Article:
Tuesday, December 29, 2009
Oscar Watch: The Writers
Taking a small break from my retrospectives, it's time to deliver a new edition of Oscar Watch, cause after all this is award's season. Today we're taking a look at the Writing categories of Best Original Screenplay and Best Adapted Screenplay. Let's get this show on the road talking about the Original Screenplays in contention.
It's been a pretty poor year for Original Screenplays, with only a few actually even being good enough to be tossed into the mix. For me, the only one really worth any mention is Scott Neustadter & Michael Weber's script for (500) Days of Summer. The script was witty, original, and extremely well-crafted. To me, if that doesn't present its case as to why it should win, then I don't know what can.
Other potentials in this category are the Coen Brothers for A Serious Man, Mark Boal for The Hurt Locker, James Cameron for Avatar, Bob Peterson for Up, Jane Campion for Bright Star, and Quentin Tarantino for his latest.
Out of all of these, I think Campion will be totally overlooked, the Coens will most likely get the recognition that they always deserve, Bob Peterson should get in there with the extremely lovable Up, and James Cameron is kind of on the fence for me with Avatar. I see this film being more of a technological showcase than a writing vehicle, but the film is highly original, which is what this category is about.
There is a ton of love for Tarantino, but it is possible he'll be overlooked, and as for Mark Boal, he will most likely get in there simply because there is so much critical appreciation for The Hurt Locker, even if it is more of a directing vehicle than anything else. A potential wildcard could be Woody Allen for Whatever Works, but I doubt it. Now, moving onto the bigger category, the Adapted Screenplays.
The clear frontrunners here are Damien Paul for Precious, and Jason Reitman & Sheldon Turner for Up in the Air. While I have seen neither of these films (I do plan on seeing Up in the Air tomorrow), I do think that the love for both of these films will make them shoo-ins come January. Filling out the field with the logical choices: Nick Hornby for An Education, Anthony Peckham for Invictus, Tom Ford for A Single Man, and Nora Ephron for Julie & Julia. Out of all of these, Ephron is out, and both Ford and Peckham will probably be overshadowed by the films and the performances within them. The only one left standing is Hornby, who deservedly should be included for infusing An Education with so much wit, charm, and sizzling dialogue. But what about the dark horses, or the wild cards so to speak?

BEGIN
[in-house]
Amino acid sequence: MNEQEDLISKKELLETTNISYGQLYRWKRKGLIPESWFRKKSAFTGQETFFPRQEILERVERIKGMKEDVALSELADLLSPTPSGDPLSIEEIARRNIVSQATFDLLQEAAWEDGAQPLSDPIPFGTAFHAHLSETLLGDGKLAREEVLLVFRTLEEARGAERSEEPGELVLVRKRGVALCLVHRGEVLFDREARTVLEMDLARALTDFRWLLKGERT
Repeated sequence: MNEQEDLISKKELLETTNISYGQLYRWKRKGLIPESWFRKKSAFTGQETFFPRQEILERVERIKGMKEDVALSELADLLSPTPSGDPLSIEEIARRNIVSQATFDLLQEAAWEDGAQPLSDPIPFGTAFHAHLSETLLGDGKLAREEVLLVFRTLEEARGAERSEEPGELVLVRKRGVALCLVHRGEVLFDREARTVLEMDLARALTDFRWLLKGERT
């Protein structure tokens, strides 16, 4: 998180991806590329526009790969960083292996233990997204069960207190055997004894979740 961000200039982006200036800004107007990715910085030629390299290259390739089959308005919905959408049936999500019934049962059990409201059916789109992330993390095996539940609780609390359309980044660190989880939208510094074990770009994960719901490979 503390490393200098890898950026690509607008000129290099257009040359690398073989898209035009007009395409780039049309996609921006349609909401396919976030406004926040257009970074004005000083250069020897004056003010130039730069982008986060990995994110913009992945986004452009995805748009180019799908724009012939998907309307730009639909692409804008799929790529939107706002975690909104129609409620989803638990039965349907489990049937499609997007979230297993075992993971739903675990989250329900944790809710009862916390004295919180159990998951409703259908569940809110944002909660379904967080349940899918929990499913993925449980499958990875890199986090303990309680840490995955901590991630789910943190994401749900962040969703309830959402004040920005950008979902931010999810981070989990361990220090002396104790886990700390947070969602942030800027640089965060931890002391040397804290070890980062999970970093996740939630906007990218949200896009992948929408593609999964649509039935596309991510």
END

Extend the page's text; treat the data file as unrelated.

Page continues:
There are actually a lot of wild card choices just chomping at the bit to squeak in there. Steve Kloves for the sixth Harry Potter film is a potential choice, but one that I don't think will pan out. Alex Kurtzman and Roberto Orci could get in there for Star Trek, but that is a big "if", and I'm wondering if their work on Transformers could keep them out of the hunt?
Then there is Neil Blomkamp & Terri Tatchell for District 9; Philippa Boyens, Peter Jackson, & Fran Walsh for The Lovely Bones; David Eggars & Spike Jonze for Where the Wild Things Are; and Wes Anderson & Noah Baumbach for Fantastic Mr. Fox. Wild Things is a longshot at best, so is Fantastic Mr. Fox, but I do think that The Lovely Bones, even though it has had a mixed reaction from critics and audiences alike, is still in the hunt and should not be disregarded. As for District 9, maybe it has enough supporters in the writing branch to make it, but the Academy is full of so many older members, I wouldn't place my bets on it.
So what about my nominee predictions at the moment? Well, for Best Original Screenplay, they are:
Bob Peterson, Up
Scott Neustadter & Michael H. Weber, (500) Days of Summer
Mark Boal, The Hurt Locker
Joel & Ethan Coen, A Serious Man
James Cameron, Avatar
As for Best Adapted Screenplay:
Jason Reitman & Sheldon Turner, Up in the Air
Philippa Boyens, Peter Jackson, & Fran Walsh, The Lovely Bones
Nick Hornby, An Education
Damien Paul, Precious: Based on the Novel 'Push' By Sapphire
Neil Blomkamp & Terri Tatchell, District 9
And that does it for this edition of Oscar Watch. Tune in next week as I start Part 1 of looking at the Tech Categories. Till then, enjoy my retrospectives on 2009!